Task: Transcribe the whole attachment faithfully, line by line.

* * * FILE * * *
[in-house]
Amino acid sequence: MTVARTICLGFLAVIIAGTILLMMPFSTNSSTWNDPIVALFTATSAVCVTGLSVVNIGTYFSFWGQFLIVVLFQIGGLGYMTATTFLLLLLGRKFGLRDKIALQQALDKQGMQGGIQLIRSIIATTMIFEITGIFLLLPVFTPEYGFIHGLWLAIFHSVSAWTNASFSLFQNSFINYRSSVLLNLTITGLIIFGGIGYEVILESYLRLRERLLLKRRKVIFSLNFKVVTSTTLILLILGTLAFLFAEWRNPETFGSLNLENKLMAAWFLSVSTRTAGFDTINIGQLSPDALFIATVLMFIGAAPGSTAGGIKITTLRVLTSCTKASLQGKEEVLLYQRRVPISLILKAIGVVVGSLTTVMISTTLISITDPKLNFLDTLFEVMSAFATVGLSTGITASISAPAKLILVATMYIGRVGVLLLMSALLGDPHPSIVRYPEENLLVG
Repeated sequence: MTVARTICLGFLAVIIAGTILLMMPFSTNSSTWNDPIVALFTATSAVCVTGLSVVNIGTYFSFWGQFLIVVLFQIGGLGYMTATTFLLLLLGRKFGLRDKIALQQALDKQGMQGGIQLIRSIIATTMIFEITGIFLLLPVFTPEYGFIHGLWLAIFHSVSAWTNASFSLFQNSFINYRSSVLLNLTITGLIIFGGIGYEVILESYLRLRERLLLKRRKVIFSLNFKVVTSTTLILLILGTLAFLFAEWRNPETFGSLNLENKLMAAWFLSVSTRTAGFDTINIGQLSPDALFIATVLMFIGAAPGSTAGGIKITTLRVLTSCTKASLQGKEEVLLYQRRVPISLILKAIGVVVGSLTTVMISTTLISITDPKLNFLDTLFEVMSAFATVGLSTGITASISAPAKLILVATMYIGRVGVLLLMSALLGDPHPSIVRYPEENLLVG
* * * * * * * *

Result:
[in-house]
Amino acid sequence: MTVARTICLGFLAVIIAGTILLMMPFSTNSSTWNDPIVALFTATSAVCVTGLSVVNIGTYFSFWGQFLIVVLFQIGGLGYMTATTFLLLLLGRKFGLRDKIALQQALDKQGMQGGIQLIRSIIATTMIFEITGIFLLLPVFTPEYGFIHGLWLAIFHSVSAWTNASFSLFQNSFINYRSSVLLNLTITGLIIFGGIGYEVILESYLRLRERLLLKRRKVIFSLNFKVVTSTTLILLILGTLAFLFAEWRNPETFGSLNLENKLMAAWFLSVSTRTAGFDTINIGQLSPDALFIATVLMFIGAAPGSTAGGIKITTLRVLTSCTKASLQGKEEVLLYQRRVPISLILKAIGVVVGSLTTVMISTTLISITDPKLNFLDTLFEVMSAFATVGLSTGITASISAPAKLILVATMYIGRVGVLLLMSALLGDPHPSIVRYPEENLLVG
Repeated sequence: MTVARTICLGFLAVIIAGTILLMMPFSTNSSTWNDPIVALFTATSAVCVTGLSVVNIGTYFSFWGQFLIVVLFQIGGLGYMTATTFLLLLLGRKFGLRDKIALQQALDKQGMQGGIQLIRSIIATTMIFEITGIFLLLPVFTPEYGFIHGLWLAIFHSVSAWTNASFSLFQNSFINYRSSVLLNLTITGLIIFGGIGYEVILESYLRLRERLLLKRRKVIFSLNFKVVTSTTLILLILGTLAFLFAEWRNPETFGSLNLENKLMAAWFLSVSTRTAGFDTINIGQLSPDALFIATVLMFIGAAPGSTAGGIKITTLRVLTSCTKASLQGKEEVLLYQRRVPISLILKAIGVVVGSLTTVMISTTLISITDPKLNFLDTLFEVMSAFATVGLSTGITASISAPAKLILVATMYIGRVGVLLLMSALLGDPHPSIVRYPEENLLVG